Your 2021 Tax Prep May Make You Cry
Of all the seasons, my least favorite is tax season. Every year, right around when February turns into March, I know it’s about time for me to dig out my receipts, ransack the Finances folder in my email account, and start accounting for how I made and spent my money over the past year. Nothing makes me feel more infantile than my yearly silent temper tantrum at the thought of tax time. Inevitably, I put it off in favor of work or Netflix or the NBA until finally the clarion call of April 15, or the polite reminders of my accountant, are too much to hold off, and I take the bulk of a Sunday to get it done. I compile my lists of donations and business expenses, sort all the tax paperwork that has arrived in the mail, and (shudder) determine how much money I made last year. It’s all fairly familiar and faintly terrible and less traumatic in retrospect, once the job is complete, than it feels like before I get started.
In any year, I suppose, the act of compiling your taxes is a kind of recap of the year that passed, albeit one funneled through a very particular lens. Anything not intimately connected to spending, earning, or consumption does not rate in this accounting — no pun intended — of your time. You are reminded, in searching through credit-card bills and bank withdrawals, of the places you visited, the restaurant where you celebrated your anniversary, the time you went to the theater or saw a concert.
I am not the first person to take note of how 2020 simultaneously felt endless (note how it appears to be continuing well into 2021) while also containing multitudes. In assembling the raw material for my taxes, I found myself getting oddly emotional, in a manner I could never have expected. Taxes are, in ordinary times, among the least emotional tasks one can imagine. They are bloodless by definition, seeking to calculate precisely how much of your money is owed to the government in order to provide the necessities — roads, armies, libraries, democracy — that only government can provide. In this year of heartache and loss and illness and anti-scientific lunacy, I felt relief at being able to give my money to a government that seemed far better able to provide vaccines and financial relief than the one that had preceded it, but my emotion stemmed from elsewhere.
In poring over my financial records, I was reminded of the markers of the year that had passed, which all blurred together in the memory — we were now in Month 13 of the eternal March 2020. The bills and W2s and 1099s were a collage that, when studied in unison, offered a refracted portrait of an ongoing crisis, and of the strategies — personal, political, psychological, consumerist — taken to alleviate the stress. There was the money given to support health-care workers and movie-theater employees in the spring; the donations to political candidates in the summer and fall; the board games and houseplants and artificial flowers intended to enliven an empty, fraught winter. There were movies that had been rented and books that had been purchased and meals for takeout and new iPads for remote schooling. How had I ever thought that buying a box of baseball cards for the first time in 25 years would alleviate the panic endemic to being an American in 2020?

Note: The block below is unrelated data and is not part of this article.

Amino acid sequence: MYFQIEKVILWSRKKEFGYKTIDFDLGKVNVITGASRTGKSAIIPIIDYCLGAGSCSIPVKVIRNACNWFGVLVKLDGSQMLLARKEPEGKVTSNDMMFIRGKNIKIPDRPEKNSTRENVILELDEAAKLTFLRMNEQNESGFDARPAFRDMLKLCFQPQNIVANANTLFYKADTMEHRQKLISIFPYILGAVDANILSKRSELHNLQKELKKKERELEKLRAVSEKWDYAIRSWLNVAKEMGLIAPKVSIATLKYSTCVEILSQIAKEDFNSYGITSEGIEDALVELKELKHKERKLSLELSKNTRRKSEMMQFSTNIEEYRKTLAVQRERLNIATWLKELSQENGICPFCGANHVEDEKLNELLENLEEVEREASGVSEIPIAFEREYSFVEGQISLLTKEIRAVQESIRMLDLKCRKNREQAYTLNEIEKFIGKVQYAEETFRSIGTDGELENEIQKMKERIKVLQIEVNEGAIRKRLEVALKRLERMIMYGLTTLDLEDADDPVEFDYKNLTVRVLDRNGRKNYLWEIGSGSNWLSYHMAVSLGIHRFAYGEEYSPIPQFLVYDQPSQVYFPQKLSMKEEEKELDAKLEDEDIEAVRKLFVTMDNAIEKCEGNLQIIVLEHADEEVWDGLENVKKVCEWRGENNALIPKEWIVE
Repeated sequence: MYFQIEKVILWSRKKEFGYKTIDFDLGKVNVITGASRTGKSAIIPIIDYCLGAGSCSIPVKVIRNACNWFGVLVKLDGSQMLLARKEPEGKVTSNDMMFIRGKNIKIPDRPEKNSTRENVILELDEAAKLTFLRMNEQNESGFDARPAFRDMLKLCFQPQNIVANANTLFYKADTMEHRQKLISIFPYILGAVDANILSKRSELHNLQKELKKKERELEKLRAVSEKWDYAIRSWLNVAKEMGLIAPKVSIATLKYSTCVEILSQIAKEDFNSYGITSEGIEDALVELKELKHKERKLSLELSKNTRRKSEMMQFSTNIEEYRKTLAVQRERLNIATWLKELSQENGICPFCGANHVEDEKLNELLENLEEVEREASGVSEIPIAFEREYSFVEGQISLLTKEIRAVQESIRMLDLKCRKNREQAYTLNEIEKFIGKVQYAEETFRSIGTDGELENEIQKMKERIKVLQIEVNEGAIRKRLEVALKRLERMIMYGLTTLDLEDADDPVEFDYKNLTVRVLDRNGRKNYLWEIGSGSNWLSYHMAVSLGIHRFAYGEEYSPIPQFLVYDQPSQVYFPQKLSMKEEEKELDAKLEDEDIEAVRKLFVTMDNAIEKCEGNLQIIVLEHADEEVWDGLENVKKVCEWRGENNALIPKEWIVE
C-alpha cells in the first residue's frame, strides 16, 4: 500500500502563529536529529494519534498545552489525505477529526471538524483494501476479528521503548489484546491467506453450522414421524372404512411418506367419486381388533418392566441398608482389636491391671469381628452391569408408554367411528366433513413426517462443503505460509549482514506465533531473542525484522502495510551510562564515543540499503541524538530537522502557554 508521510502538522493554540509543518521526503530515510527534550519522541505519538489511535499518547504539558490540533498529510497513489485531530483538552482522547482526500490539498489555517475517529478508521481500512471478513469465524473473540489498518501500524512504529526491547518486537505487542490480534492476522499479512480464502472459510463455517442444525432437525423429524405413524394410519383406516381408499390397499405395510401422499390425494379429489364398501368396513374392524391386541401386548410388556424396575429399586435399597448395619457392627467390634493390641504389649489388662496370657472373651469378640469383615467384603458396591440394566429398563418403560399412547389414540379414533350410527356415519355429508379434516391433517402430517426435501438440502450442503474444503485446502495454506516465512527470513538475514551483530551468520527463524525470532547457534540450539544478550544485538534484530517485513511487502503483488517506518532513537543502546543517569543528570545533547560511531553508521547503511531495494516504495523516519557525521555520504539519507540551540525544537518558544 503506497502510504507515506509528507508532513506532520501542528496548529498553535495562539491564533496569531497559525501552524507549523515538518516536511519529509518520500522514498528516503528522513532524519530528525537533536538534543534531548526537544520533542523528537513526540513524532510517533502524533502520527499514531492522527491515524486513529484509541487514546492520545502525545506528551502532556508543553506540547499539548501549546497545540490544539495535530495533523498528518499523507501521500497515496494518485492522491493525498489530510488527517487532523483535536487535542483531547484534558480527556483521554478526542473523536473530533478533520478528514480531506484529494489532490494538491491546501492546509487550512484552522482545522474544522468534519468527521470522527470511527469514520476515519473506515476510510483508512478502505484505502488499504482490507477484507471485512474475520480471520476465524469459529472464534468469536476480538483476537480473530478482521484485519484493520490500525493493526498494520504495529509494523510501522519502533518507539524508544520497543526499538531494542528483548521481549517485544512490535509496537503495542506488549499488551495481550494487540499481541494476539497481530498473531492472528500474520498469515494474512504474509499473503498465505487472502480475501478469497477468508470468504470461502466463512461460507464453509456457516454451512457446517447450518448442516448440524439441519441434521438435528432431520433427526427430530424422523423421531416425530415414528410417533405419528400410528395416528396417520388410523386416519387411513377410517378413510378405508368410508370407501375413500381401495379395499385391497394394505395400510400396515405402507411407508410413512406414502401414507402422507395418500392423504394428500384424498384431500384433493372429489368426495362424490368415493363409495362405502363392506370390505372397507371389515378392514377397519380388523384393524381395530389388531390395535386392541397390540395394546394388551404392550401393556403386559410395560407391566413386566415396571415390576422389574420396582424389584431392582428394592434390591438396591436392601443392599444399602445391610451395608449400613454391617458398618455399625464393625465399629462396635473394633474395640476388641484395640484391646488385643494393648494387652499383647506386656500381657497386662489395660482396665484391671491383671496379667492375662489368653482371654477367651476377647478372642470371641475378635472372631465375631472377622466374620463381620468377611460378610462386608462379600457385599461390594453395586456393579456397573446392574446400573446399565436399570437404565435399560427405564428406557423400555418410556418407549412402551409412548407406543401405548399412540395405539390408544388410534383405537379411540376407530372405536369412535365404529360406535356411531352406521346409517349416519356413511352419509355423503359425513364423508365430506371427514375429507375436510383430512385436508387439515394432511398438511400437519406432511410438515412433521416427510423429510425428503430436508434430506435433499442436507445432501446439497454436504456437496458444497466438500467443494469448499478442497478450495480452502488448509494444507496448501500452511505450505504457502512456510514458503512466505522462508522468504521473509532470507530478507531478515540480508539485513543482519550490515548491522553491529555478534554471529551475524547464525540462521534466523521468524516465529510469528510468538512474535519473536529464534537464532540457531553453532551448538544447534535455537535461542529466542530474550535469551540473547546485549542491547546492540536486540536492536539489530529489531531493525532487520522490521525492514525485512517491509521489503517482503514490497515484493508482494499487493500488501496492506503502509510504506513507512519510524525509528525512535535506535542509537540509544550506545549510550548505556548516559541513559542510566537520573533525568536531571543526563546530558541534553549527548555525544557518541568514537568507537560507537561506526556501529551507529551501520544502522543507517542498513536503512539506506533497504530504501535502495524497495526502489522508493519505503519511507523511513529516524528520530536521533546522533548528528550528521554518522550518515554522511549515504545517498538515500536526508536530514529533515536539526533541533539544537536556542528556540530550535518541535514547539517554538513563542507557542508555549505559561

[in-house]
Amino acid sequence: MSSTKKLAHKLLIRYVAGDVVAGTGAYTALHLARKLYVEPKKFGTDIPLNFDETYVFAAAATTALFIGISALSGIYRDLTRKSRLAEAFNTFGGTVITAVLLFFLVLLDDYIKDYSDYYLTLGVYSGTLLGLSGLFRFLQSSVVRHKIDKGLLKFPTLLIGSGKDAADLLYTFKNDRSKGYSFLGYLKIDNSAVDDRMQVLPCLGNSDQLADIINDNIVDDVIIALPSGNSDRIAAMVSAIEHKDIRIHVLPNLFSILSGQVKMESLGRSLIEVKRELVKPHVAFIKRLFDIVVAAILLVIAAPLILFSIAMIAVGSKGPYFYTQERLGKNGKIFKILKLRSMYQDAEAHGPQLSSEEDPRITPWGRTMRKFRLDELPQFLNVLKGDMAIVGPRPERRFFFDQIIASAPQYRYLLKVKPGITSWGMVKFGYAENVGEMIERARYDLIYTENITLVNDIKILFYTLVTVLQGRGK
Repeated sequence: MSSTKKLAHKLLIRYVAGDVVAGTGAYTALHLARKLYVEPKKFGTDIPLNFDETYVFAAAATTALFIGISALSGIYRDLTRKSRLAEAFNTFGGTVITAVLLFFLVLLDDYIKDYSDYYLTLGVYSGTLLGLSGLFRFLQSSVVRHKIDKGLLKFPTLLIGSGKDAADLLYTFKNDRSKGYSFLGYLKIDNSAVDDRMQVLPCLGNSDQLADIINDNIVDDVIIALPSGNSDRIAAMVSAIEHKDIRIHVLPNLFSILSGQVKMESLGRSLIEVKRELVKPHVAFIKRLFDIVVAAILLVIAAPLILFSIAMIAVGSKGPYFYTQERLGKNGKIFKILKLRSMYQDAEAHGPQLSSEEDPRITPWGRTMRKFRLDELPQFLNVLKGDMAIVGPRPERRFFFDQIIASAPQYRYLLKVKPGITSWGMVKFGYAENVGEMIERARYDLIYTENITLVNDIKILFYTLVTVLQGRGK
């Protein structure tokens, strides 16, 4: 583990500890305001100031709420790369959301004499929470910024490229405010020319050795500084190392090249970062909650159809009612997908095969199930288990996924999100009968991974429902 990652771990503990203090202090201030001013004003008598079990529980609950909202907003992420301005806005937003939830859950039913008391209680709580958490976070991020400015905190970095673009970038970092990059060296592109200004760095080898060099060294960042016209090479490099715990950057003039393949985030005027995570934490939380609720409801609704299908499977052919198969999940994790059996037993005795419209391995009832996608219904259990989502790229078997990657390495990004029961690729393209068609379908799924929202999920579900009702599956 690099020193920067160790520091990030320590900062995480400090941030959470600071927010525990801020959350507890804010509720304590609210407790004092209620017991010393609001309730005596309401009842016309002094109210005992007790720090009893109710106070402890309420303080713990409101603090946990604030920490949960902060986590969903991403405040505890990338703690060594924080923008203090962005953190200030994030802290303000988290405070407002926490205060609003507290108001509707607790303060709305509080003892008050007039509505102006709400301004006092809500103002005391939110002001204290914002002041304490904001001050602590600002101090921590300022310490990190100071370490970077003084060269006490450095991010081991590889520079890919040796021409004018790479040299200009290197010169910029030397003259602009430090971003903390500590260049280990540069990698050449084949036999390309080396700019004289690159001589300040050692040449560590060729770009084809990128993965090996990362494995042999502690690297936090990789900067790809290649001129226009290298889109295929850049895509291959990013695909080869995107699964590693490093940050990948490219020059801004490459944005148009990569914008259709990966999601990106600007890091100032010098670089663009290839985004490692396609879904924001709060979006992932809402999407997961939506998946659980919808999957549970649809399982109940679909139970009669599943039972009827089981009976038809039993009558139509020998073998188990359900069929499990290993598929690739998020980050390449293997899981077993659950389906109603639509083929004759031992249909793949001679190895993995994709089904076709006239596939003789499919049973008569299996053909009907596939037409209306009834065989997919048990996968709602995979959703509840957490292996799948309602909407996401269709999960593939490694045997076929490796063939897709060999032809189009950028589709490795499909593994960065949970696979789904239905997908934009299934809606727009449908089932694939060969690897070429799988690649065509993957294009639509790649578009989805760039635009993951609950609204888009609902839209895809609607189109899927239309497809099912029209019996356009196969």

And then, strangest and most fascinating of all, there was the window of financial activity from the brief 2020 window of the Before Times, which I consulted with the surprise and wonder of an archaeologist beholding the Rosetta Stone for the first time. I pored over the official record of these restaurant meals and movies seen in the theater and visits to Broadway shows with a commingled awe and terror. I had no recollection of ever having been the person who supposedly owed taxes on this life. Might there be a tax rebate for having lost touch with a prior version of yourself?
There is little in life as boring, or as necessary, as doing your taxes, and yet, after my own unexpected burst of emotion surrounded by 1099 forms, I am curious to know whether others have had a similar surprise on searching for deductions. We have not yet collectively grappled with the trauma of the past year. I wonder if tax time might be the first of many such occasions to come where we are reminded of all that we have tamped down in order to grind through one more day.
When I was in college, I was lucky enough to take a class on Shakespeare with Harold Bloom, and he liked to say (loosely quoting Nietzsche) that we only have words for what is dead to us. The book of COVID has not yet been written because we still live it each day, still watch its terrible repercussions unfold across the country and the world. One day, we may be able to start properly telling that story. In the meantime, I have my tax spreadsheets, full of blank spaces that the words may, some day, fill in.